TNT to build new Australian depot

TNT is building a new AUS$40m depot at Welshpool, Western Australia, as it continues to redefine services for Australian customers. Construction of the depot is part of a two-year AUS$100m investment by TNT, in customer-focused infrastructure developments across the country.

The development is central to TNT’s goal to provide Australia’s number one express freight delivery service, said a company statement.

The 20,000-square-metre depot will be the flagship of a national upgrade of TNT’s express delivery hubs and depots. It will incorporate TNT’s largest fully automated parcel sorting system in Australia and the Asia Pacific region.

TNT will move from its current site in neighbouring Kewdale, from which it has operated for 40 years, into the new depot in late 2010.

New depots have already opened in Cairns and Canberra, with a further two to open in Darwin and Townsville later this year, in addition to Perth. TNT is also planning a significant upgrade in capacity for Sydney in late 2010.

TNT managing director Bob Black said the Welshpool depot had the potential to redefine efficient freight transport and to further improve customer service. “Welshpool has been designed to best accommodate current needs and to foresee requirements at least 10 years into the future,” he said.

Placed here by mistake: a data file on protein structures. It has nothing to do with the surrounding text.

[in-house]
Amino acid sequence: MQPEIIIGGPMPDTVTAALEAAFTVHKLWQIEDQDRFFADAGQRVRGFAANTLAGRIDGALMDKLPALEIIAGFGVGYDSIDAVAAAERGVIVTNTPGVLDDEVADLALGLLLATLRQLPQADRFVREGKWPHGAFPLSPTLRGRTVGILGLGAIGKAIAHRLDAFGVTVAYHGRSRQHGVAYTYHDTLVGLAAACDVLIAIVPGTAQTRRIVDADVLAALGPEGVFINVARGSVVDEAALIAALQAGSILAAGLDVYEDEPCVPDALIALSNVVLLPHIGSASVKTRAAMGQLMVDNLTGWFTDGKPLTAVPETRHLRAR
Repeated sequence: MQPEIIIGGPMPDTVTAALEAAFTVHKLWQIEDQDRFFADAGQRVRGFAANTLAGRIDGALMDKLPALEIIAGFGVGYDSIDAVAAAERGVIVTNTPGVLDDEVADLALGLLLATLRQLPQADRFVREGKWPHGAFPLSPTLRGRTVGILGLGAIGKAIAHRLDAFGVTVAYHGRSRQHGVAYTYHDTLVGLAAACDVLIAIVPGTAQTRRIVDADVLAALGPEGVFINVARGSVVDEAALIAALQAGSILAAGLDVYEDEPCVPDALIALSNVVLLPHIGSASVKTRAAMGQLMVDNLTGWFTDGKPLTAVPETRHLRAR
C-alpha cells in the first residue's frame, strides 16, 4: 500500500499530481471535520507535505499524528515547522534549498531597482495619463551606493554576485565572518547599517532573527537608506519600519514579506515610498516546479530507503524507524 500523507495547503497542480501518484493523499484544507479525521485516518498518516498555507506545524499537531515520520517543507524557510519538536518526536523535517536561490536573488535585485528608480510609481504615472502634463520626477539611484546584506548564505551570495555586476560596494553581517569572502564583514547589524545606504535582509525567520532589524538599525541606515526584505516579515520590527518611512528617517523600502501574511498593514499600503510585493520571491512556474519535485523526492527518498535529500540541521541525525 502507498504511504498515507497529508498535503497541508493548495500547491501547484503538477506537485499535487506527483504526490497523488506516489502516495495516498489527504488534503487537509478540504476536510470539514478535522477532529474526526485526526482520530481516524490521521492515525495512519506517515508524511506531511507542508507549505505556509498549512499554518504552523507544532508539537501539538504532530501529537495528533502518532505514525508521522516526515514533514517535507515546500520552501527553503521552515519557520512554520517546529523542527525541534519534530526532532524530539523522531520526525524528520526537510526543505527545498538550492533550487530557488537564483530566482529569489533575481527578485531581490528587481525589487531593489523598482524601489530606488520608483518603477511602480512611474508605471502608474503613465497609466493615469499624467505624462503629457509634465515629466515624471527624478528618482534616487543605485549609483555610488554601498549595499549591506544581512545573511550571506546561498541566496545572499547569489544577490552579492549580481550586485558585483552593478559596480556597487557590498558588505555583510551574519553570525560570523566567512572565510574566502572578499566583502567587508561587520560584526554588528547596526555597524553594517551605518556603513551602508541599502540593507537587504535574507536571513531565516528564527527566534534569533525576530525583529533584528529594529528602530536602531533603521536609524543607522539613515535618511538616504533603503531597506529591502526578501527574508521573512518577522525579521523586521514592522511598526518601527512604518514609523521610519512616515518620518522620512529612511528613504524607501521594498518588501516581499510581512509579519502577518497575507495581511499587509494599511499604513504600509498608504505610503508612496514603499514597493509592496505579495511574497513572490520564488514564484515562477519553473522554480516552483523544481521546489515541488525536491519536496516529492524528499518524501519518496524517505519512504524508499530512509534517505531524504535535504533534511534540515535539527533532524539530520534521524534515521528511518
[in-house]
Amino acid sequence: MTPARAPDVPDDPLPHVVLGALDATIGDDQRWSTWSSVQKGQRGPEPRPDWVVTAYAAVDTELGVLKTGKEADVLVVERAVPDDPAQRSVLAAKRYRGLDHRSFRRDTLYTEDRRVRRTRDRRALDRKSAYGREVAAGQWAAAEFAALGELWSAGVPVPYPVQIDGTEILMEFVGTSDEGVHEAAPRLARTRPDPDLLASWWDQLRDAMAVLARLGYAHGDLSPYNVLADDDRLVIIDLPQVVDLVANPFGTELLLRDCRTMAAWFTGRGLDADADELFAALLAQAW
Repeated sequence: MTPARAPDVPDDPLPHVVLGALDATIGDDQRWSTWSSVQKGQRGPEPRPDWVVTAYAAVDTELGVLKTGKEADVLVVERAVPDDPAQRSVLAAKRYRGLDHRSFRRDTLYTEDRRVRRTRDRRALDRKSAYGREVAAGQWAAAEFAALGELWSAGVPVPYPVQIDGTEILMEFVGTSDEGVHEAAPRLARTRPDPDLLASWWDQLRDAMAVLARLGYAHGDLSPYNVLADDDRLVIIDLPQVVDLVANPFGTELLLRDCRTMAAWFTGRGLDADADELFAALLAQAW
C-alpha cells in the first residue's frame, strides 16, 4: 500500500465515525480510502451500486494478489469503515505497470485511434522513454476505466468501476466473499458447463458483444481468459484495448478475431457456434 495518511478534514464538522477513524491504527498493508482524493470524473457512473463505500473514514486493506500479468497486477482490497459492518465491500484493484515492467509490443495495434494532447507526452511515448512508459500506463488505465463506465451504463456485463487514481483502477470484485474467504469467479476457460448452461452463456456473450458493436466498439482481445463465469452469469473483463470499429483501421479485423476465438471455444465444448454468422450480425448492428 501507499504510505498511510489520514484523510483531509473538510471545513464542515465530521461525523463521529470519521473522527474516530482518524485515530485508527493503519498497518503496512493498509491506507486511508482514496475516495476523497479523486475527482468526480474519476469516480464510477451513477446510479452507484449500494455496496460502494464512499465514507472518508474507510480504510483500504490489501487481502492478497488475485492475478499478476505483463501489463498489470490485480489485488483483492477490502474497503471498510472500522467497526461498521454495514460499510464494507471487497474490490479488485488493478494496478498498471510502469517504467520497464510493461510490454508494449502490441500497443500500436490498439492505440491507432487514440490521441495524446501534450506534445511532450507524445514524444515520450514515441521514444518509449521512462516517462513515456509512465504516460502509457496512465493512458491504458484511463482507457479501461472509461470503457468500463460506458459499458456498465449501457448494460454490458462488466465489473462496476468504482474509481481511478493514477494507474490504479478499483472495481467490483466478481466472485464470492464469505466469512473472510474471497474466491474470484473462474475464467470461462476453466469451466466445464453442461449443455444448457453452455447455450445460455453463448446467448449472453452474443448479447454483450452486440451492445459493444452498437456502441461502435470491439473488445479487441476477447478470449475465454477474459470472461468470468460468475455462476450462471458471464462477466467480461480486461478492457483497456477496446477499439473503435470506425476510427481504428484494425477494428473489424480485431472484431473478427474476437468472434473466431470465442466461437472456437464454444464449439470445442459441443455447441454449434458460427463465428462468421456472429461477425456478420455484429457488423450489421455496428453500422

“The advantage of developing on a greenfields site is that we have been able to plan for future growth and the increasing demands of our customers for efficient handling and innovative services. The new sorting process and the delivery stream to and from the site optimise workplace and community safety. That is of paramount importance to us.

“We have worked closely with council and urban planners, as well as our workforce, to ensure that community and employee considerations have been factored into the planning process,” Black said.

Black said environmental considerations had been a high priority. In particular, vehicle access had been planned to minimise emissions. Environmentally Sustainable Development (ESD) initiatives include rainwater harvesting, energy efficient light fittings and use of sun shades and facade awnings, which were all designed to meet or exceed required standards.

About The Author

Ian Taylor

Ian Taylor is the Editor of Triangle’s Mail & Express Review Magazine and the www.postandparcel.info portal. Ian has been a business journalist for almost 30 years, editing and writing for a wide range of magazines and newspapers with a particular focus on the transport and logistics industries.

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